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GRAMOPHONE (12/2022)
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Reviewer :
Alexandra Coghlan

 ‘Castrapolis’ was the name coined by novelist Dominique Fernandez for 18th-century Naples – a city that was home to a disproportionate number of castratos, products of the city’s many orphanages turned conservatoires. Now Sweden’s Dolci Affetti and co-directors Anna Paradiso and Dan Laurin explore their musical legacy in collaboration with the young Italian sopranist Nicolò Balducci, who makes his recital debut. Music by Hasse and Alessandro Scarlatti is flanked by less familiar names: Giuseppe Porsile, Domenico Sarro and Domenico Auletta. There are opera arias and chamber cantatas, as well as a rather pedestrian concerto for harpsichord and strings (Auletta). Typically it’s Hasse that gives us the attention-grabbing opener. The highlying ‘Non piangete, amati rai’ from Ciro riconosciuto supplements strings with bosky pairs of recorders and oboes, but this cool backdrop is just a foil to the vocal line – all histrionic semiquaver heat in the B section, high-wire legato in the rest.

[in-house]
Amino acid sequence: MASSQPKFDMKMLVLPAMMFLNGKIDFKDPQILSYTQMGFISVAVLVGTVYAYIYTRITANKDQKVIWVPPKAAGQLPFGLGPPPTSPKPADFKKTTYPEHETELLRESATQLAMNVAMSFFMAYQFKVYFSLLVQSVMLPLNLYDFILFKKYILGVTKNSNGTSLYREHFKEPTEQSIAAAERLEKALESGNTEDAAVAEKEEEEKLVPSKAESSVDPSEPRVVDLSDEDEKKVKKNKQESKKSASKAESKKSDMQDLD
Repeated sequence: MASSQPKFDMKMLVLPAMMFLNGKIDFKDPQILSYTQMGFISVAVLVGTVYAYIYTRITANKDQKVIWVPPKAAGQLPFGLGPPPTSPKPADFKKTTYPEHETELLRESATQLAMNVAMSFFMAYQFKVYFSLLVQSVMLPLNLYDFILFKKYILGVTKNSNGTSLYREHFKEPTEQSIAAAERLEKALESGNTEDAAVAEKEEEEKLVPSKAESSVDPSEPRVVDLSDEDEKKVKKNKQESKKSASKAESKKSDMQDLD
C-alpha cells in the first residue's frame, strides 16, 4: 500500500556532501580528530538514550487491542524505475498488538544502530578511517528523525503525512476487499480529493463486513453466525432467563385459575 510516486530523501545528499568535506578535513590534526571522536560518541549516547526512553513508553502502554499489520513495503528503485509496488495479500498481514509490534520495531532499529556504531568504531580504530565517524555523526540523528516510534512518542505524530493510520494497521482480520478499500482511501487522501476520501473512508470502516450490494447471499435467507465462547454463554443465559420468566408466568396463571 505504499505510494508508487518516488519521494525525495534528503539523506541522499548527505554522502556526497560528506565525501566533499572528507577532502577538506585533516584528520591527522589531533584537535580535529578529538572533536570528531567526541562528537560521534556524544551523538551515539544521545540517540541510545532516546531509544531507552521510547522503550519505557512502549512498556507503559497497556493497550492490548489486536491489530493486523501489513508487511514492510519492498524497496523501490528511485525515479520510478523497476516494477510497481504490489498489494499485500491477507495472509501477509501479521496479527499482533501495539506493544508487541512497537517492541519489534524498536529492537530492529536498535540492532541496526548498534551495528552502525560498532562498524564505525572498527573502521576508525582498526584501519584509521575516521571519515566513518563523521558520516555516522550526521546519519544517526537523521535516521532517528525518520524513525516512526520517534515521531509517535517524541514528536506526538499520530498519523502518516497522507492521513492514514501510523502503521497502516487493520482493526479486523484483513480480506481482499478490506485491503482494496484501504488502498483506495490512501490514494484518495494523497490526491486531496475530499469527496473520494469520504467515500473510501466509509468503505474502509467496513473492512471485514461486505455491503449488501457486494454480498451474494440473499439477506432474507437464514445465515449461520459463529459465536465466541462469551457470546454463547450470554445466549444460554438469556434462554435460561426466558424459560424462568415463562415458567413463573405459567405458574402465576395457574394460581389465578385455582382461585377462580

Balducci – the latest in a rich new crop of sopranists – has an attractive instrument. The voice is lean and arrow-precise, pure but not lacking in power – one for fans of Jaroussky and Orlin´ski. But what he does with it is more contentious. The Hasse (as well as movements of the Scarlatti and Sarro) is bizarrely over-inflected: all snatched notes, swoops, slides and pop-style pitch bending. Whether it’s expressive affectation or technical crutch it’s certainly intrusive, though it comes into its own in the traditional Neapolitan Tarantella del Gargano that serves as a programmed encore.

But things improve through the programme. Having made his point, Balducci seems to relax and gives us the much more controlled melancholy of Porsile’s ‘Apri Cirene i lumi’ and – even better – Sarro’s lovely aria ‘Che vaneggia’.

Sarro’s cantata Dimmi bel neo che fai is a real discovery and suits Balducci well, and he’s no slough at coloratura either, as Porsile’s ‘Sventurato chi piagato’ demonstrates. There’s bags of promise here, once you get beyond the vocal mannerisms.



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